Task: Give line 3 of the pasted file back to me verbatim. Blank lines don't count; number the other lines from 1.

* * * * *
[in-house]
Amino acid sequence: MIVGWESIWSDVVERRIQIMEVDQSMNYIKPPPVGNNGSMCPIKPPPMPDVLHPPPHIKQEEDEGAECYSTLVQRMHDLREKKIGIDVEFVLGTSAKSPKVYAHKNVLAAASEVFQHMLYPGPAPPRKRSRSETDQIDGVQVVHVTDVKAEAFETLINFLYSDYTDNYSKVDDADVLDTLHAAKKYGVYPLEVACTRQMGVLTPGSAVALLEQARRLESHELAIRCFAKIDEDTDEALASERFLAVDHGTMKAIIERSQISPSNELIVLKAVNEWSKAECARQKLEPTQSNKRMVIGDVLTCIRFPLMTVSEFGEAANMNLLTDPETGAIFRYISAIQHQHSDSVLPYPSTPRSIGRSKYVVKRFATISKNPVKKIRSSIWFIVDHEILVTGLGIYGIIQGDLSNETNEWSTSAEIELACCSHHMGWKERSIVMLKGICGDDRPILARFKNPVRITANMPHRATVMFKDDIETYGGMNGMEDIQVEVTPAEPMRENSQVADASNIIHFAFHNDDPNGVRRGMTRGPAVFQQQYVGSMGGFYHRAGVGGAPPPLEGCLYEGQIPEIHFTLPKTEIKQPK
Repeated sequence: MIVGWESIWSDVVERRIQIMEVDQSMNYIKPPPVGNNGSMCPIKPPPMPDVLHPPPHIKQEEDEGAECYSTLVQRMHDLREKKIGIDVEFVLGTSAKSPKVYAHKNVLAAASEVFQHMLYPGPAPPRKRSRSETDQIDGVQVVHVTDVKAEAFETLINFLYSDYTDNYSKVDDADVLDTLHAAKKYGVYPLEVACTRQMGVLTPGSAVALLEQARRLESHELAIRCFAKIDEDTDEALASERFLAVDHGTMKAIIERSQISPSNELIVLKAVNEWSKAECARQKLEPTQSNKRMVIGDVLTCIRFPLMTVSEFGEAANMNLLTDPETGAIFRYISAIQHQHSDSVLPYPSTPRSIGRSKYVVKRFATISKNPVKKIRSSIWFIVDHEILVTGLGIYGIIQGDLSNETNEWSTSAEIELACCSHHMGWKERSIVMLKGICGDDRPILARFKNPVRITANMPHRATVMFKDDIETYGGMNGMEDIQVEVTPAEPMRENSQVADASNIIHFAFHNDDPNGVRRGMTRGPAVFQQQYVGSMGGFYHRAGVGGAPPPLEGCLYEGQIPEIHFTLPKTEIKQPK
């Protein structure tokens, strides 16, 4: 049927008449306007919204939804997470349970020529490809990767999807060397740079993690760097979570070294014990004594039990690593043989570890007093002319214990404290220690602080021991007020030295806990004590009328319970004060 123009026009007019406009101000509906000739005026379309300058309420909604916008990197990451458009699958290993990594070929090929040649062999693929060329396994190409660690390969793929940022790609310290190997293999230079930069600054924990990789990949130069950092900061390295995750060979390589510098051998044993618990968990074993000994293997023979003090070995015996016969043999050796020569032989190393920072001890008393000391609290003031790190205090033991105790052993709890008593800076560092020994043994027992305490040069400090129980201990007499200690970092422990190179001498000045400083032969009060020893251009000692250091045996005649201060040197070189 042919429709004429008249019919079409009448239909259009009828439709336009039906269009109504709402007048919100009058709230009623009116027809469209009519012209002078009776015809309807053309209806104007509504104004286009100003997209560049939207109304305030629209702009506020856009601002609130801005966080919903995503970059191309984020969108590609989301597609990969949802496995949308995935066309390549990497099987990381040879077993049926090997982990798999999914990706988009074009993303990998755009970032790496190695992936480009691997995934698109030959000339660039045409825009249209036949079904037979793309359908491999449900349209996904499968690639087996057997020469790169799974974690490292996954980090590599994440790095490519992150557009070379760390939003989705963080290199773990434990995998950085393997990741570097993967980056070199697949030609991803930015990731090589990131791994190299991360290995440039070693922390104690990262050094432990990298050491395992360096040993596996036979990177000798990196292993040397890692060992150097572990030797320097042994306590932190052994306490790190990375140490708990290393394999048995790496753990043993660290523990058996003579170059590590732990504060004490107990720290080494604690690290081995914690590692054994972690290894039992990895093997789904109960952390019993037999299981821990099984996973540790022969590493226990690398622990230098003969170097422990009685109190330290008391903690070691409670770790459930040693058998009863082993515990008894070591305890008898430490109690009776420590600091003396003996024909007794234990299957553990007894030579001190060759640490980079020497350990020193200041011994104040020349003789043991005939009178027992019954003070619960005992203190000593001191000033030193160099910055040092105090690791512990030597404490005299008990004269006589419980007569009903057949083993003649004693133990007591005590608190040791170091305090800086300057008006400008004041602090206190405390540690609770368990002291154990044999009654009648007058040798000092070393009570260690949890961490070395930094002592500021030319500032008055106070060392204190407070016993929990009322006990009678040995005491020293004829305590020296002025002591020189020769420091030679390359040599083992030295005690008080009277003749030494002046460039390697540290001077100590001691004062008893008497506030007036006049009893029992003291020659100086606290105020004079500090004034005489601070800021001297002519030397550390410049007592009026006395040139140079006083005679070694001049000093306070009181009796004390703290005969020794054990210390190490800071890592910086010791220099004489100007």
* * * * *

Repeated sequence: MIVGWESIWSDVVERRIQIMEVDQSMNYIKPPPVGNNGSMCPIKPPPMPDVLHPPPHIKQEEDEGAECYSTLVQRMHDLREKKIGIDVEFVLGTSAKSPKVYAHKNVLAAASEVFQHMLYPGPAPPRKRSRSETDQIDGVQVVHVTDVKAEAFETLINFLYSDYTDNYSKVDDADVLDTLHAAKKYGVYPLEVACTRQMGVLTPGSAVALLEQARRLESHELAIRCFAKIDEDTDEALASERFLAVDHGTMKAIIERSQISPSNELIVLKAVNEWSKAECARQKLEPTQSNKRMVIGDVLTCIRFPLMTVSEFGEAANMNLLTDPETGAIFRYISAIQHQHSDSVLPYPSTPRSIGRSKYVVKRFATISKNPVKKIRSSIWFIVDHEILVTGLGIYGIIQGDLSNETNEWSTSAEIELACCSHHMGWKERSIVMLKGICGDDRPILARFKNPVRITANMPHRATVMFKDDIETYGGMNGMEDIQVEVTPAEPMRENSQVADASNIIHFAFHNDDPNGVRRGMTRGPAVFQQQYVGSMGGFYHRAGVGGAPPPLEGCLYEGQIPEIHFTLPKTEIKQPK